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IN WILLIAMSVILLE, JUNE WILL BE BUSTING OUT WITH VOTERS

So much for coldhearted politicians.

While most villages are holding their elections next month, Williamsville has decided to wait awhile.

March, they decided, is just too cold a month to be out there ringing doorbells and politicking.

But June, the month of blushing brides, jubilant graduates and mild temperatures, is more appropriate, they figured.

"Several years ago, we decided we didn't want to freeze our butts off walking door to door in January or February," said Mayor Basil Piazza. "It's very difficult to have meaningful conversations with people in cold weather.

"Either people let you in, and you have to take off your jacket and then bundle back up again, or they let you say three words and then shut the door because it's too cold."

As a result, Williamsville voters will sit out the March election for the first time this year and instead cast their ballots on June 19.

The move to change the Williamsville election started more than five years ago, when politicians persuaded the voters to approve a referendum switching the date.

Voters, village officials said, also will benefit from the switch.

"We would hope it would encourage people to come out, because the weather will be so nice," Piazza said. "That (third) Tuesday in March is just nasty weather. It's usually cold and rainy, just a miserable day, and people don't like to come out in weather like that."

It has taken this long to make the change, because village officials are elected for four-year terms.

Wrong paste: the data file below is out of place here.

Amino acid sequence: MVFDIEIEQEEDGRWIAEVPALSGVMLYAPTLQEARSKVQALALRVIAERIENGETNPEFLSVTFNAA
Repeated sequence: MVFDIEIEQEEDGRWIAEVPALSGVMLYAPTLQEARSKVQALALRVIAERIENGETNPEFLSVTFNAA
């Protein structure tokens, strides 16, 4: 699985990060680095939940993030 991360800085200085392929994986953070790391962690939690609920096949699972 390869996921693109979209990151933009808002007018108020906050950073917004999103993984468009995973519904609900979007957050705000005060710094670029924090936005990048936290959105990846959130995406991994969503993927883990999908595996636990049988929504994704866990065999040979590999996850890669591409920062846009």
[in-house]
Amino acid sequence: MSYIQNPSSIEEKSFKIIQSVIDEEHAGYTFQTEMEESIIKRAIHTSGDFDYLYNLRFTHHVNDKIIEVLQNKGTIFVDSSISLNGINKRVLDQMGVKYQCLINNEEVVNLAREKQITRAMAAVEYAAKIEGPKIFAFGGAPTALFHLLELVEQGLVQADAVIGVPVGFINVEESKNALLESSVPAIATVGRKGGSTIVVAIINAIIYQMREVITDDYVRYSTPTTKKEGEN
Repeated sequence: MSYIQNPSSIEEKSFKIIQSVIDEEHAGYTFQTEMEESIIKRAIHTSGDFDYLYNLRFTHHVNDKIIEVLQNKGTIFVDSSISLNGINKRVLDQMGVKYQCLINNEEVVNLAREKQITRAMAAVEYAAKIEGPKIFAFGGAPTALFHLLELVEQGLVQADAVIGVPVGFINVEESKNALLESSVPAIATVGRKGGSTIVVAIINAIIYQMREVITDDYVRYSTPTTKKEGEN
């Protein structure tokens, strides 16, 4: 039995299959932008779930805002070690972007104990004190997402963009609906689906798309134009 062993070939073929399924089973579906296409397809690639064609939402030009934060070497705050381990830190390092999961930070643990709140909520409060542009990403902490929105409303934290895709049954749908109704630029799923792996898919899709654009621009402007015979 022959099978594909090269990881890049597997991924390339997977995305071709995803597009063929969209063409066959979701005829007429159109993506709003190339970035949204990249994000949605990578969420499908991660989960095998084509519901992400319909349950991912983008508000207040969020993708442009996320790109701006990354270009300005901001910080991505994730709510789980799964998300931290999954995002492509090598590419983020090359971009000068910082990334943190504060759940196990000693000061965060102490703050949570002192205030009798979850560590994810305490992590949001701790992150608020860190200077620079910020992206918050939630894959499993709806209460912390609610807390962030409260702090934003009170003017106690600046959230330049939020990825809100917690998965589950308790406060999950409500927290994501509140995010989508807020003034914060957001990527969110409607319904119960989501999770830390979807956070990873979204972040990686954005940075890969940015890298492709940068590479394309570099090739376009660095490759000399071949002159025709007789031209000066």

To accommodate the move, the trustees elected over the past four years were given an extra three months on their terms.

Now, with all terms set to expire in June instead of March, the village is able to hold June elections for the first time.

State law allows villages to hold their elections in either March or June. In Erie County, Williamsville will be the first to switch to June -- but not the first to move away from the traditional March date.

After village officials got a waiver from the State Legislature to have elections in a different month altogether, Kenmore voters three years ago passed a measure to change their local election to November, to coincide with county, state and federal elections. The Democrats in that village, traditionally a Republican stronghold, lobbied for the change.

They thought they would have a better chance of getting one of their own elected to the Village Board that way. And in 1999, voters did elect two Democrats to the board, for the first time in many years.

No other villages in Erie County seem to be interested in the switch, something that surprises Williamsville officials.

After all, as Hamburg Village Clerk-Treasurer David Fountaine notes, village elections ride on the personal connection that comes about the old-fashioned way -- regardless of the season.

"You're not going to win at the village level by just putting ads in the newspaper," Fountaine said. "If you're going to win in village elections, you really need to know your neighbors. You really need to go door-to-door."

Williamsville's mayor agrees. And that's exactly why he supported moving the elections in his village to June.

"I'm surprised more cold-weather villages aren't making the switch to June," Piazza said.

But some area politicians said those bitter cold days on the campaign trail are nothing to shy away from.

"When I was a trustee, we went door-to-door in wintertime," said Depew Village Clerk Joan Priebe. "Very honestly, it's healthy. It's good for you. I think I'd rather walk when it was cold than when it was steaming hot.

"But to each his own."

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